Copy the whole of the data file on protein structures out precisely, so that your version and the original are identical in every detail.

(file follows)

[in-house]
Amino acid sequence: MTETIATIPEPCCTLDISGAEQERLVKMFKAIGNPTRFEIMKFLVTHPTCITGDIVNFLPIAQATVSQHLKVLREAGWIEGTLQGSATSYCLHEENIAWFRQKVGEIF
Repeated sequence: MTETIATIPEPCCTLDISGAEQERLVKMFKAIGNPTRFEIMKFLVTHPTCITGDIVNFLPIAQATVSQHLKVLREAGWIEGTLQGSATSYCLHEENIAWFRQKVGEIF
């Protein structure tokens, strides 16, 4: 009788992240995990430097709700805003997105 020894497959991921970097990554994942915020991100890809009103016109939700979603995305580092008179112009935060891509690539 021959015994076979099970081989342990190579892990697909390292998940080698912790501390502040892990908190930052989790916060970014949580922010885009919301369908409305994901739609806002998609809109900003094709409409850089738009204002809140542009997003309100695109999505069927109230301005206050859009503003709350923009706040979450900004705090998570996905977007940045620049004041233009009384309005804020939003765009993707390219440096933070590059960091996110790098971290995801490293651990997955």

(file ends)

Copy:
[in-house]
Amino acid sequence: MTETIATIPEPCCTLDISGAEQERLVKMFKAIGNPTRFEIMKFLVTHPTCITGDIVNFLPIAQATVSQHLKVLREAGWIEGTLQGSATSYCLHEENIAWFRQKVGEIF
Repeated sequence: MTETIATIPEPCCTLDISGAEQERLVKMFKAIGNPTRFEIMKFLVTHPTCITGDIVNFLPIAQATVSQHLKVLREAGWIEGTLQGSATSYCLHEENIAWFRQKVGEIF
């Protein structure tokens, strides 16, 4: 009788992240995990430097709700805003997105 020894497959991921970097990554994942915020991100890809009103016109939700979603995305580092008179112009935060891509690539 021959015994076979099970081989342990190579892990697909390292998940080698912790501390502040892990908190930052989790916060970014949580922010885009919301369908409305994901739609806002998609809109900003094709409409850089738009204002809140542009997003309100695109999505069927109230301005206050859009503003709350923009706040979450900004705090998570996905977007940045620049004041233009009384309005804020939003765009993707390219440096933070590059960091996110790098971290995801490293651990997955």